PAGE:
Statement to the Election Commissioners of New York City
November 21, 2006
Good afternoon. My name is Constance Dondore. I am a registered voter living in Manhattan. Thank you for holding this hearing! I am pleased to have this opportunity to speak to you.
I attended the demonstration of new voting machines at LaGuardia Community College in Queens last week. I watched the presentations in the auditorium and tried voting on the equipment in the lobby. I also spoke to the vendors. I would also like to say that on November 7 I went to the New York Board of Elections at 200 Varick Street and voted on the BMD there in order to get personal experience with that.
I have to admit that the giant computerized voting machines I saw at the demonstration were seductive and voting on them seemed exciting. In fact, I was so seduced by their features that even though I saw the paper trail displayed on the side of the machine, I forgot to check whether it recorded accurately the names that I had touched on the screen.
And that was something I had wanted to monitor when I came to the demonstration.
Based on all my experience, I am convinced that the DREs will require quite a lot of time for voting. I believe that we will need quite a lot more DREs than optical scanners and ballot marking devices, and that the cost to our city for DRE equipment is not justified.
Regardless of how exciting a giant computerized voting machine may seem, I am concerned about our votes and ballots getting lost in all the excitement. I don’t want to see our elections turn into disputes about computers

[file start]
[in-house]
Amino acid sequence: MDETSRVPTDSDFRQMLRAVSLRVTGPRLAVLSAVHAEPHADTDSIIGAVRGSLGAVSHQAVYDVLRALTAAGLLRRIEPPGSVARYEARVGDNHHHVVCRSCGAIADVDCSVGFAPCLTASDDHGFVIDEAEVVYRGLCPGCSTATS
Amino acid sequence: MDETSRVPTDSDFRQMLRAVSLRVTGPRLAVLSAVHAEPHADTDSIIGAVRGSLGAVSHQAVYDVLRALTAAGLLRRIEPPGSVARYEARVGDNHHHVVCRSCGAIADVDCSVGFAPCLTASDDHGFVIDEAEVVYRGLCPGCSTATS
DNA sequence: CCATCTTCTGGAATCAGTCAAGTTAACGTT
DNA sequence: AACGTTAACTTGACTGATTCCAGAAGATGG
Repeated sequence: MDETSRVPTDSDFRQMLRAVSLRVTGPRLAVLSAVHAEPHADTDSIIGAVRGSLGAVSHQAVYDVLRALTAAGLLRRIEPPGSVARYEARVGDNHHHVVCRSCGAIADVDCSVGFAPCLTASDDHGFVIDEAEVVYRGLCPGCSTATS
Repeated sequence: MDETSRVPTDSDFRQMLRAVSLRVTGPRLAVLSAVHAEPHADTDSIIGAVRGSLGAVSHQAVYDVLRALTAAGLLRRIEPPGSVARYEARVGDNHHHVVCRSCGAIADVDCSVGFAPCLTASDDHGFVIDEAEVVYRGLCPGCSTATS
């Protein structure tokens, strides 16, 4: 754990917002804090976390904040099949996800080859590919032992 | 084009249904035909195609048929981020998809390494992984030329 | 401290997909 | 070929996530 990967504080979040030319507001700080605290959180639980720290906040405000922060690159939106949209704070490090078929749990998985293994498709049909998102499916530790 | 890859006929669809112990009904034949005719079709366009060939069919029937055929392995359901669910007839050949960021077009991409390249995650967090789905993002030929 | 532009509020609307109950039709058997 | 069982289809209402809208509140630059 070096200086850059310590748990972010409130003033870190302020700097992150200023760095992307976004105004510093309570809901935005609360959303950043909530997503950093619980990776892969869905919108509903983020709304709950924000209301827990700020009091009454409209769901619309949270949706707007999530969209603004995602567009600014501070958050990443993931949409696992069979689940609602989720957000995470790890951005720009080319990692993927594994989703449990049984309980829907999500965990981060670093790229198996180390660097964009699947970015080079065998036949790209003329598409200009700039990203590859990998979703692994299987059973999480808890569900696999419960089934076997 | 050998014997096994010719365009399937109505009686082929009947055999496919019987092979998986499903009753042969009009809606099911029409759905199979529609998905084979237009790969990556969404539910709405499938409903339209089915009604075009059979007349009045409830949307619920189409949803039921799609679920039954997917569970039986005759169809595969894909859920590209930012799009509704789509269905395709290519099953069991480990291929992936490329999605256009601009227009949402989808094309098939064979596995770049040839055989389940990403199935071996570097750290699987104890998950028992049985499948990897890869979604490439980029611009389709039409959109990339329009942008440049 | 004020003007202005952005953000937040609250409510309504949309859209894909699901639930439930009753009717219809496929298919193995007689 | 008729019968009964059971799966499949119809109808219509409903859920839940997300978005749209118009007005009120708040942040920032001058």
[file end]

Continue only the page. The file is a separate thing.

The voter-verifiable printout from the DREs will require careful inspection by each voter. During the peak voting hours, when voters will be rushed, I do not believe all voters will
remember to verify their printout or be able to verify it carefully enough to find any errors. Moreover, unless there is a full 100% count of the votes on the voter-verified printout, the electronic tallies from the DREs will be used to determine the outcome of our elections anyway.
I believe a first-hand voter-marked paper ballot is a more reliable record of the voter’s intent than a second-hand voter-verified paper trail which is not the legal ballot anyway. By “second-hand” I mean that the voter first interacts with the touchscreen and then the computer prints the list of races and the candidates selected. It is possible that the printout will not be verified by each voter, so we will never know if the printouts are all accurate.
I urge you to choose among the optical scanners available to us, and put your efforts into devising procedures using cameras and multipartisan observers to secure the paper ballots. I believe that with paper ballots, optical scanners, and ballot marking devices for voters with special needs, we can have trustworthy, affordable elections.